(French Polymath and Mathematician Known as One of the Founders of the 'Field of Topology')

Known as *The Last Universalist *for his expertise in a variety of domains, French mathematician Henri Poincare conducted research that formed the basis of the modern chaos theory. Apart from his work on relativity and the three-body problem, he also laid the foundation of algebraic topology.

6

Alexander Grothendieck

(French Mathematician and a Pioneer in the Field of 'Modern Algebraic Geometry')

Alexander Grothendieck was a 20th-century mathematician who was a leading figure in the creation of modern algebraic geometry. With his so-called "relative" perspective, he revolutionized many areas of pure mathematics. During his later career, he became a professor at the University of Montpellier. He is counted among the greatest mathematicians of the 20th century.

7

Joseph Fourier

(Mathematician & Physicist)

Joseph Fourier was a French physicist and mathematician best remembered for commencing the investigation of the Fourier series, which is used widely to solve problems of heat transfer and vibrations. Fourier's law of conduction and Fourier transform are named in his honor. Fourier is also said to have discovered the greenhouse effect.

8

Pierre de Fermat

(French Mathematician and Founder of the Modern Theory of Numbers)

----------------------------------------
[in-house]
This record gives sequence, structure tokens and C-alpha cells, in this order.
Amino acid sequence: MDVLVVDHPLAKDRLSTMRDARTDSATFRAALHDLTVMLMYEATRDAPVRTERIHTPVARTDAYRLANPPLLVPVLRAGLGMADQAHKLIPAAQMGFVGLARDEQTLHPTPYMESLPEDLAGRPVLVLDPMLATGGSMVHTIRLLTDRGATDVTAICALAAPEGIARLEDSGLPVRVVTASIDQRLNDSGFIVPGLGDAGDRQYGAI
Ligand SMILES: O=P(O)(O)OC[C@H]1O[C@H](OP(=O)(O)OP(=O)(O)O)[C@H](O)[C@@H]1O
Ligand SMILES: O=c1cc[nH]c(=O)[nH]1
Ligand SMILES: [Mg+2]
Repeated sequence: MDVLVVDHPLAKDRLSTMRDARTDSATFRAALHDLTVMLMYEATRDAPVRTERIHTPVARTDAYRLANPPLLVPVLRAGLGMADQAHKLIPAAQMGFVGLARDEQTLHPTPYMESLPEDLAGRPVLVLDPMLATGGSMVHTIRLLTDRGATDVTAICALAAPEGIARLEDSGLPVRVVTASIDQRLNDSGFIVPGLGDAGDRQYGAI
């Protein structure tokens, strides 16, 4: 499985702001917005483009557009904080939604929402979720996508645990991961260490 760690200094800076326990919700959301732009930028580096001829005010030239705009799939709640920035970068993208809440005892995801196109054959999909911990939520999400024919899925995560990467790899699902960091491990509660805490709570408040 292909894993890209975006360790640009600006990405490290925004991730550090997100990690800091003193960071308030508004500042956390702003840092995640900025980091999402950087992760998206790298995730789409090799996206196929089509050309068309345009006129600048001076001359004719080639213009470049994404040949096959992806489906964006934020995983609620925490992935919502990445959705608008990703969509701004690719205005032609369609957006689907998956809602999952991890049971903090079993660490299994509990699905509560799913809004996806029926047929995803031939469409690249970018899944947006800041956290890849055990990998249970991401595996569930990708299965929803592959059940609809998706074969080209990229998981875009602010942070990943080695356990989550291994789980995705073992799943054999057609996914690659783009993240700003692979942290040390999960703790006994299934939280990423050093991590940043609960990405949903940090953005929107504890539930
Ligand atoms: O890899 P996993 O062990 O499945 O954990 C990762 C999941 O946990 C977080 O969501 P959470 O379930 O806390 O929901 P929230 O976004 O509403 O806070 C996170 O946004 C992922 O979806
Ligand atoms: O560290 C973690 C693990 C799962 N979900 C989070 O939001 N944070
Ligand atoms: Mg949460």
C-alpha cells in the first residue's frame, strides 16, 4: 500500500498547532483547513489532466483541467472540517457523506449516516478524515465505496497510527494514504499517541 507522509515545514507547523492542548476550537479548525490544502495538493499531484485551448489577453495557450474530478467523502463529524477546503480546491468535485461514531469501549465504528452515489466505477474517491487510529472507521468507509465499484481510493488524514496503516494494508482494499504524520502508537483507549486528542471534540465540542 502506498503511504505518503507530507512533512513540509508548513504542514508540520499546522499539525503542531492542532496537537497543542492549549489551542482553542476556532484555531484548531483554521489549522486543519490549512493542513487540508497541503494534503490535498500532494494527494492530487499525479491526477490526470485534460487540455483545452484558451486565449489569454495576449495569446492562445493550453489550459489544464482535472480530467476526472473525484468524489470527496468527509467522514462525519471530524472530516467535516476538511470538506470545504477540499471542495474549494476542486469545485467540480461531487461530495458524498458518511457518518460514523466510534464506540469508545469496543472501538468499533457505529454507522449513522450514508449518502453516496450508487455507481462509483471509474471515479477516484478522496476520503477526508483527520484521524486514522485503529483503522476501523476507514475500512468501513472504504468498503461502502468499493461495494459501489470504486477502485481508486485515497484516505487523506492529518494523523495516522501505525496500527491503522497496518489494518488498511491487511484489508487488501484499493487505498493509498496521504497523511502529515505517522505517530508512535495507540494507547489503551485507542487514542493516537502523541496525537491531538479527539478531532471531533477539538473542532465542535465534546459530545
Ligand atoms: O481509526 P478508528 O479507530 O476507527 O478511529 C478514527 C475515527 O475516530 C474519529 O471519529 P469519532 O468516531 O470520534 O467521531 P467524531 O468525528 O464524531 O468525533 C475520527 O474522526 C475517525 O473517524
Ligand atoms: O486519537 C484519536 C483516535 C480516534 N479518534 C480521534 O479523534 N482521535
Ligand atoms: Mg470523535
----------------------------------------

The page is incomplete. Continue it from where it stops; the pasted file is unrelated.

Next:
Seventeenth-century French mathematician Pierre de Fermat was also a qualified lawyer. Remembered mostly for his contribution to number theory, probability, calculus, and analytic geometry, he was also known for his proficiency in six languages, including Greek and Latin. One of his major works, *Introduction to Loci*, was released posthumously.

9

Adrien-Marie Legendre

(Mathematician)

Born into an affluent family, French mathematician Adrien-Marie Legendre probably never had to earn a living till the beginning of the French Revolution. Excelling in math and physics, he later contributed to areas such as *elliptic functions*, developed the *least squares method*, and lent his name to *Legendre polynomials*.

10

Joseph Louis Lagrange

(Mathematician)

Joseph Louis Lagrange was an Italian mathematician and astronomer who made significant contributions to the fields of number theory, analysis, and both classical and celestial mechanics. He served as the director of mathematics at the Prussian Academy of Sciences in Berlin for over 20 years. He later moved to France and became a member of the French Academy of Sciences.

11

Sophie Germain

(French Mathematician Known for Her 'Sophie Germain Prime Numbers')

French mathematician Sophie Germain had used the pseudonym *M. Le Blanc* to get hold of notes from the **École Polytechnique**, as being a woman, she was not allowed to attend the institute. She later contributed to the number theory and also pioneered the elasticity theory. She died of breast cancer.

12

Augustin-Louis Cauchy

(Mathematician)

French mathematician Augustin-Louis Cauchy was initially a military engineer. In his early days, he and his family escaped the Reign of Terror and settled in Arcueil. He was one of the pioneers of mathematical analysis and made significant contributions to subjects such as error theory, calculus, and complex functions.

13

Andre Marie Ampere

(Physicist)

Andre Marie Ampere was a French physicist and mathematician. He is best known for being one of the founders of the science of classical electromagnetism. He was a professor at the École Polytechnique and the Collège de France and a member of the French Academy of Sciences. The base SI unit of electric current, the ampere, is named after him.